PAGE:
Former Reuters Institute Journalist Fellow and financial journalist
The Brazilian media market is characterised by strong commerical broadcasters, popular online portals, and a legacy newspaper sector struggling to find new business models. At the same time, Brazilians are some of the most enthusiastic users of social networks and messaging apps in the world.
Though the numbers are slowly changing, TV continues to be the most powerful media outlet in the country. In 2017, Brazilians watched an average of six hours and 23 minutes of TV each day– six minutes more than the previous year, according to Kantar Ibope Media. Moreover, free-to-air TV stations attracted 53.6% of the gross advertising investment in the country, a marginal decrease over 2016.
Newspapers’ advertising share was almost stable in annual terms. However, the total circulation of the top 11 paid-for dailies continued to shrink. In the past three years, the number of print copies sold fell by 41.4% whilst digital circulation rose 5.8% (IVC Brasil). The declining tendency might explain why the major Brazilian dailies tightened their online paywalls in 2017.
At least three regional newspapers reduced the frequency with which they publish in the last year. Founded in 1919, Gazeta do Povo — one of the most influential dailies in the southern state of Paraná — became a weekly publication, focusing resources on its digital version. In the north-east region, two papers published in the state of Piauí (Meio Norte and O Dia) shifted from seven to six days-a-week delivery, putting out weekend editions. Furthermore, the fashion magazine Estilo, a Brazilian version of the US title InStyle, was closed at the end of 2017.
Facebook’s decision to modify the algorithm that runs the news feed, prioritising ‘meaningful interactions’ over ‘relevant content’, caused the best-selling Brazilian daily, Folha de S. Paulo, to stop publishing its content on the social media platform in February 2018. At that time, the paper had 5.9m followers on Facebook. According to data compiled by Folha de S. Paulo, the number of interactions (shares, comments, and likes) generated by Brazil’s ten largest newspapers on Facebook fell 32% in January, when compared to the same month last year. An article published on the paper’s website said that algorithm changes would facilitate ‘the spread of fake news’.
Amidst the growing debate about fake news in the country, Brazil’s top electoral court started to discuss with the press and the leading social media companies ways to combat the problem in preparation for the 2018’s presidential elections. The Brazilian federal police has said it will identify and punish authors of fake news in the absence of new legislation. Brazil has 145m voters and 130m Facebook users (Statista).
Brazilians’ passion for social networks shows no sign of waning but there’s clearly a change in preferences going on. Two-thirds (66%) of respondents to our survey use social media as a source of news. That’s almost the same figure as the previous year. Nonetheless, the use of Facebook for news continued to decline, falling from 69% to 52% in two years.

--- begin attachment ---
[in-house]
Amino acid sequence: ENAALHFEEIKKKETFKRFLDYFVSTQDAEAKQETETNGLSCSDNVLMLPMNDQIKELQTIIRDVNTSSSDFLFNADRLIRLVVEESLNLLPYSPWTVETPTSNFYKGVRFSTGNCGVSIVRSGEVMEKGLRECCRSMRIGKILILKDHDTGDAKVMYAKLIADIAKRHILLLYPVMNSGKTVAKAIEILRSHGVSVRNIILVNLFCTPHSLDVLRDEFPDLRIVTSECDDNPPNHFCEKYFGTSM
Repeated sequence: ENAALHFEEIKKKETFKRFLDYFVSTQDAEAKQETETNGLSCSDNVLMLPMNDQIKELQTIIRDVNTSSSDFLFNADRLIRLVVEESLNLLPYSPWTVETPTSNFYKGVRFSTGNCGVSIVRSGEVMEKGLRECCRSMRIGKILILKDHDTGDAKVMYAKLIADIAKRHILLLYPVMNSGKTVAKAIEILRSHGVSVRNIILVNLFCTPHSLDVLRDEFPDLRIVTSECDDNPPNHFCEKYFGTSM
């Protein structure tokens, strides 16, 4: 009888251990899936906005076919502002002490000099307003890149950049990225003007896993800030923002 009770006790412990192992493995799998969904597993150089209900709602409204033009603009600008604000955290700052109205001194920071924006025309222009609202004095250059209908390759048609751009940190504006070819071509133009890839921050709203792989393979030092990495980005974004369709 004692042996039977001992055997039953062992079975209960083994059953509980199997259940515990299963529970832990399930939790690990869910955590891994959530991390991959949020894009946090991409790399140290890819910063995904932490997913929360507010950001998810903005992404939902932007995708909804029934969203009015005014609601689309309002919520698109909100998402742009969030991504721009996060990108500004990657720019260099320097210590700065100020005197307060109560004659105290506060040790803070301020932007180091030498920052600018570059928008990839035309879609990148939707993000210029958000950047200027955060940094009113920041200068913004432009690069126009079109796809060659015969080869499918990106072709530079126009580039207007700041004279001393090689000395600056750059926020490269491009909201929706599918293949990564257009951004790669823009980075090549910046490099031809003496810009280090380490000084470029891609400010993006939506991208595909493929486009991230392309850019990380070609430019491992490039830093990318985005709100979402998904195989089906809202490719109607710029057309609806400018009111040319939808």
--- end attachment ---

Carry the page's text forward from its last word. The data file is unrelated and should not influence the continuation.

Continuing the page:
At the same time, WhatsApp and Instagram use grew, not only for news consumption but for other purposes too. Brazil has the second largest user base on Instagram, with 50m monthly active users.1 And WhatsApp had 120m users in the country by May 2017.2
The country’s economic recovery in 2017, after two years of recession, contributed to a 15% growth in computer sales — after half a decade of declining results (IDC Brasil). This surge in the market for PCs seems to have influenced the choice of devices used by Brazilians to consume journalistic content. Smartphone use also continues to grow.
The four biggest TV broadcasters in the country were, once again, ranked as the top offline brands in terms of weekly usage. The overall percentage of Brazilians that pay for online news stood at 22%, the fourth highest among a sample of 37 countries — in line with the rather modest growth of digital newspaper subscriptions during the last three years. The use of ad-blockers increased by almost a third over the last year as Brazilians seem to be more concerned about security and privacy issues.
*Data are from urban Brazil, rather than a fully nationally representative sample. This will tend to represent richer and more connected users.
Brazilians are some of the most enthusiastic users of social media in the world, but use for news has declined markedly since 2016. Most of this relates to lower interest in Facebook as newer networks such as Instagram and WhatsApp have been embraced. This goes hand-in-hand with strong growth in smartphones use for news over the last five years.
Trust in news overall stood at a high level of 59%, well above that of the news found in social media (32%). The debate about fake news and the influence of social media on this year’s presidential elections grew in intensity in the aftermath of the scandal involving Facebook and Cambridge Analytica that came to light in March.